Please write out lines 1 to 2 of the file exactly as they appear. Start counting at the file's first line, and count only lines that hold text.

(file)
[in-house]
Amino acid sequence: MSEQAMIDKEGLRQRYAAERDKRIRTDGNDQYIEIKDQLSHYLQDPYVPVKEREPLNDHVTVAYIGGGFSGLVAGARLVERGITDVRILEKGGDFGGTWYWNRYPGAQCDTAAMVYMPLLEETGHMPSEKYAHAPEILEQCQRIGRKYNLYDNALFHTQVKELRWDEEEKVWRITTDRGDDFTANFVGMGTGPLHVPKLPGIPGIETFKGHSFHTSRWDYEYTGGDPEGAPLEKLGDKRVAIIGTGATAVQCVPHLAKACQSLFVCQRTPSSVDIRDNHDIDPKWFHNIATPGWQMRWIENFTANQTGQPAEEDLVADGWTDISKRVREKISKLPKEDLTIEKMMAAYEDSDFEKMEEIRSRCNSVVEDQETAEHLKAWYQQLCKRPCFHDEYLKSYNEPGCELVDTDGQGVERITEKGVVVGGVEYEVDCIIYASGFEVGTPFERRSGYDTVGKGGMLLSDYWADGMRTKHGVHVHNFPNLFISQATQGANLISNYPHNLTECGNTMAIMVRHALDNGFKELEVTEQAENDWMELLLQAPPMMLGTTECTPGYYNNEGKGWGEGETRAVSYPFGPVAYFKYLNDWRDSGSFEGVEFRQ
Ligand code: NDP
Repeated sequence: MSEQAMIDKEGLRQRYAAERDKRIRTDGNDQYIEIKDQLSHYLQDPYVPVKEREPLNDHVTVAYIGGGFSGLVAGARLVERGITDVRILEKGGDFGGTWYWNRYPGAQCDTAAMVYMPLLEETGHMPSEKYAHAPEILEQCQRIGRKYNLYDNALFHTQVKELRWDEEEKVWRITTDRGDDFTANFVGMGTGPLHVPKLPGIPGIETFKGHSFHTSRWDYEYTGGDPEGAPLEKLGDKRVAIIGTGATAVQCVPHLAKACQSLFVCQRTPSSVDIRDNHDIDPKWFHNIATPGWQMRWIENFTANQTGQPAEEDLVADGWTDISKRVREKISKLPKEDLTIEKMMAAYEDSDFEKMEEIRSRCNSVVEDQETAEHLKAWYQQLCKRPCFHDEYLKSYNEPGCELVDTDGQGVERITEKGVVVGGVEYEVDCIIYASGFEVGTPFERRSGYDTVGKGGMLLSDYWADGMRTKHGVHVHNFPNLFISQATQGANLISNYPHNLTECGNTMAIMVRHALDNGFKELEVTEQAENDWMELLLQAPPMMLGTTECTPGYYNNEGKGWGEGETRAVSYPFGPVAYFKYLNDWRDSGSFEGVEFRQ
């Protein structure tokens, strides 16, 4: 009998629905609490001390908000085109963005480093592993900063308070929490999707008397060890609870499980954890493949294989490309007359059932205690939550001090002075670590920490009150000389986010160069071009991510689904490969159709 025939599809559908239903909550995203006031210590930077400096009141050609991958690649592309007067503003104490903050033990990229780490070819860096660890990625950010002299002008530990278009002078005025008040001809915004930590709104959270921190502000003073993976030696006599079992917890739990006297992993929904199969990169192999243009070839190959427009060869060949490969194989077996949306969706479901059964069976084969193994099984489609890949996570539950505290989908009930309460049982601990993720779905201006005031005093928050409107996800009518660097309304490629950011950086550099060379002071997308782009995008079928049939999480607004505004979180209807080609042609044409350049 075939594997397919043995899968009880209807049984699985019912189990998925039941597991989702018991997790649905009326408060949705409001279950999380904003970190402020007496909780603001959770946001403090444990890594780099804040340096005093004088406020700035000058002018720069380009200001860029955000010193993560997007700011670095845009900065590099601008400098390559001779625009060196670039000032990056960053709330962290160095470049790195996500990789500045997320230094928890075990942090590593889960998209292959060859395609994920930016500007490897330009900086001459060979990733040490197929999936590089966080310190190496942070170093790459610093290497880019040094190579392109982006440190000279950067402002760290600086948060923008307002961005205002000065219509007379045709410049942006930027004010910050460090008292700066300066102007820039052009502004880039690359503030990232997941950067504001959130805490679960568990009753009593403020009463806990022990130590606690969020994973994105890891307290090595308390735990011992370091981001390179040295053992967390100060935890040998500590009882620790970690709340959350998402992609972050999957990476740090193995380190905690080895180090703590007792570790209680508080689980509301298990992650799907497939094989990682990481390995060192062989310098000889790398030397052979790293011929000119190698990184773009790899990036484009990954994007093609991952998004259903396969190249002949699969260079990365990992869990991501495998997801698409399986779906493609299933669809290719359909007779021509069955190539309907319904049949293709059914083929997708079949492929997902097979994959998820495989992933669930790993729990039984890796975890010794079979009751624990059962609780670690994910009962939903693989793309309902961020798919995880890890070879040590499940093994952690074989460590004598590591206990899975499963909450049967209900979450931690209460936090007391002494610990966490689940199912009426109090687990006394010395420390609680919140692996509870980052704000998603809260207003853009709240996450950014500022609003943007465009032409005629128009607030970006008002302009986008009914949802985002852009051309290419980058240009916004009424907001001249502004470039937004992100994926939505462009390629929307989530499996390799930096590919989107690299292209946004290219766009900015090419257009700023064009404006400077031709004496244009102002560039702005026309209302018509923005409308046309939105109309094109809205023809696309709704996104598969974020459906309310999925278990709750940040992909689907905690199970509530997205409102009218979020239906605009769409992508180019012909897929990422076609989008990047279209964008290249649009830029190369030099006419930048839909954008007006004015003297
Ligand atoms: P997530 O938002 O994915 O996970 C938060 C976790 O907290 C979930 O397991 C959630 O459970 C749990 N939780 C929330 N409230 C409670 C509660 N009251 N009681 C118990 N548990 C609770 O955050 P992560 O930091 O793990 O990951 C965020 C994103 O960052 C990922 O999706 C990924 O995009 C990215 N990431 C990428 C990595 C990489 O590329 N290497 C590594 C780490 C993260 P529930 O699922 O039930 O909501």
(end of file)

[in-house]
Amino acid sequence: MSEQAMIDKEGLRQRYAAERDKRIRTDGNDQYIEIKDQLSHYLQDPYVPVKEREPLNDHVTVAYIGGGFSGLVAGARLVERGITDVRILEKGGDFGGTWYWNRYPGAQCDTAAMVYMPLLEETGHMPSEKYAHAPEILEQCQRIGRKYNLYDNALFHTQVKELRWDEEEKVWRITTDRGDDFTANFVGMGTGPLHVPKLPGIPGIETFKGHSFHTSRWDYEYTGGDPEGAPLEKLGDKRVAIIGTGATAVQCVPHLAKACQSLFVCQRTPSSVDIRDNHDIDPKWFHNIATPGWQMRWIENFTANQTGQPAEEDLVADGWTDISKRVREKISKLPKEDLTIEKMMAAYEDSDFEKMEEIRSRCNSVVEDQETAEHLKAWYQQLCKRPCFHDEYLKSYNEPGCELVDTDGQGVERITEKGVVVGGVEYEVDCIIYASGFEVGTPFERRSGYDTVGKGGMLLSDYWADGMRTKHGVHVHNFPNLFISQATQGANLISNYPHNLTECGNTMAIMVRHALDNGFKELEVTEQAENDWMELLLQAPPMMLGTTECTPGYYNNEGKGWGEGETRAVSYPFGPVAYFKYLNDWRDSGSFEGVEFRQ